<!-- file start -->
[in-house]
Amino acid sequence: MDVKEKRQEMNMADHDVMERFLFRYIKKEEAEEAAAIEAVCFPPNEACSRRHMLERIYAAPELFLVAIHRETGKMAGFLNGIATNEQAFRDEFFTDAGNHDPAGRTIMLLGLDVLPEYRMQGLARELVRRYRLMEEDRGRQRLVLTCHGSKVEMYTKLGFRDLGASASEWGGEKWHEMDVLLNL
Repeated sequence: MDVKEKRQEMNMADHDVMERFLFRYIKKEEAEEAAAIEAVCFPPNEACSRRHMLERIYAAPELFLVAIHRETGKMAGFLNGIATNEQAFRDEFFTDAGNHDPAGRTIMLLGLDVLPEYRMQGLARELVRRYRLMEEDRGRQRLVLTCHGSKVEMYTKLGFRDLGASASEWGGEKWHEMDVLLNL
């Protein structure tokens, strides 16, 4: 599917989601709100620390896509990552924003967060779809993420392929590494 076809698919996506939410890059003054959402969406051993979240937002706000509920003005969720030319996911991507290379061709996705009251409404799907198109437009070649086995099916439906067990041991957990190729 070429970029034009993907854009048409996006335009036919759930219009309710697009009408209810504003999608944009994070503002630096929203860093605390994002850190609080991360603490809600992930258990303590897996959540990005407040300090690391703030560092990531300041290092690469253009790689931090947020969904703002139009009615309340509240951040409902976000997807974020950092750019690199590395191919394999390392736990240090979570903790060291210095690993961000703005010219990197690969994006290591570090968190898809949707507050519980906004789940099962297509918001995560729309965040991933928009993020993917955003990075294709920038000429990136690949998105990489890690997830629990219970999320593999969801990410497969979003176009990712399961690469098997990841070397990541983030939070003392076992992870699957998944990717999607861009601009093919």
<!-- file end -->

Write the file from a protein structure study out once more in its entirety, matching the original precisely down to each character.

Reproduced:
[in-house]
Amino acid sequence: MDVKEKRQEMNMADHDVMERFLFRYIKKEEAEEAAAIEAVCFPPNEACSRRHMLERIYAAPELFLVAIHRETGKMAGFLNGIATNEQAFRDEFFTDAGNHDPAGRTIMLLGLDVLPEYRMQGLARELVRRYRLMEEDRGRQRLVLTCHGSKVEMYTKLGFRDLGASASEWGGEKWHEMDVLLNL
Repeated sequence: MDVKEKRQEMNMADHDVMERFLFRYIKKEEAEEAAAIEAVCFPPNEACSRRHMLERIYAAPELFLVAIHRETGKMAGFLNGIATNEQAFRDEFFTDAGNHDPAGRTIMLLGLDVLPEYRMQGLARELVRRYRLMEEDRGRQRLVLTCHGSKVEMYTKLGFRDLGASASEWGGEKWHEMDVLLNL
């Protein structure tokens, strides 16, 4: 599917989601709100620390896509990552924003967060779809993420392929590494 076809698919996506939410890059003054959402969406051993979240937002706000509920003005969720030319996911991507290379061709996705009251409404799907198109437009070649086995099916439906067990041991957990190729 070429970029034009993907854009048409996006335009036919759930219009309710697009009408209810504003999608944009994070503002630096929203860093605390994002850190609080991360603490809600992930258990303590897996959540990005407040300090690391703030560092990531300041290092690469253009790689931090947020969904703002139009009615309340509240951040409902976000997807974020950092750019690199590395191919394999390392736990240090979570903790060291210095690993961000703005010219990197690969994006290591570090968190898809949707507050519980906004789940099962297509918001995560729309965040991933928009993020993917955003990075294709920038000429990136690949998105990489890690997830629990219970999320593999969801990410497969979003176009990712399961690469098997990841070397990541983030939070003392076992992870699957998944990717999607861009601009093919």